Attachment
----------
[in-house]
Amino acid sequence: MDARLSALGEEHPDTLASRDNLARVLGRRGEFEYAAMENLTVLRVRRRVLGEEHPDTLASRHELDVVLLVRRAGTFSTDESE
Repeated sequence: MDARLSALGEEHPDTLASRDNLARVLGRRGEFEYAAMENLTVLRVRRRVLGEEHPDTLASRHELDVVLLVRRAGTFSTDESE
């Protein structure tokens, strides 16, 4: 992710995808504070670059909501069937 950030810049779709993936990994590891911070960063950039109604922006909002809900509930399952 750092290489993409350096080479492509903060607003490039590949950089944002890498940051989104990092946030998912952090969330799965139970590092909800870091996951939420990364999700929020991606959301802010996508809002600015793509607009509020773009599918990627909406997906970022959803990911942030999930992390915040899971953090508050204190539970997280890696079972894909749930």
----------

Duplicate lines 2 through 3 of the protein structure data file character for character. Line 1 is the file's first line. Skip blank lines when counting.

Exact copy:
Amino acid sequence: MDARLSALGEEHPDTLASRDNLARVLGRRGEFEYAAMENLTVLRVRRRVLGEEHPDTLASRHELDVVLLVRRAGTFSTDESE
Repeated sequence: MDARLSALGEEHPDTLASRDNLARVLGRRGEFEYAAMENLTVLRVRRRVLGEEHPDTLASRHELDVVLLVRRAGTFSTDESE